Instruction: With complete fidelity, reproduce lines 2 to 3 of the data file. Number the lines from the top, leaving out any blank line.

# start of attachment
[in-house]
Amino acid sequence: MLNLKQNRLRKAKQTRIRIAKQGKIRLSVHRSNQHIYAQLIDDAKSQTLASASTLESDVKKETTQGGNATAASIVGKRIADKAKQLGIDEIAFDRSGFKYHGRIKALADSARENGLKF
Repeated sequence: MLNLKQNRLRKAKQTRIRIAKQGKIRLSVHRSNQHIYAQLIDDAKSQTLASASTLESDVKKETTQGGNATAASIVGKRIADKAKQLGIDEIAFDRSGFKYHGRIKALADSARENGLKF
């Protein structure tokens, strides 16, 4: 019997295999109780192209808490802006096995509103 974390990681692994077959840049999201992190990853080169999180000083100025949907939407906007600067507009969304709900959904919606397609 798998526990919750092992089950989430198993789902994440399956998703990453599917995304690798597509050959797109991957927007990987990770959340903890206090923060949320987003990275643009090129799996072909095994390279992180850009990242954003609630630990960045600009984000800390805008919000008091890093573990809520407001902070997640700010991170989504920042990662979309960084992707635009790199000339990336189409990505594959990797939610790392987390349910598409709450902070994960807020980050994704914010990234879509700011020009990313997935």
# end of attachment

Amino acid sequence: MLNLKQNRLRKAKQTRIRIAKQGKIRLSVHRSNQHIYAQLIDDAKSQTLASASTLESDVKKETTQGGNATAASIVGKRIADKAKQLGIDEIAFDRSGFKYHGRIKALADSARENGLKF
Repeated sequence: MLNLKQNRLRKAKQTRIRIAKQGKIRLSVHRSNQHIYAQLIDDAKSQTLASASTLESDVKKETTQGGNATAASIVGKRIADKAKQLGIDEIAFDRSGFKYHGRIKALADSARENGLKF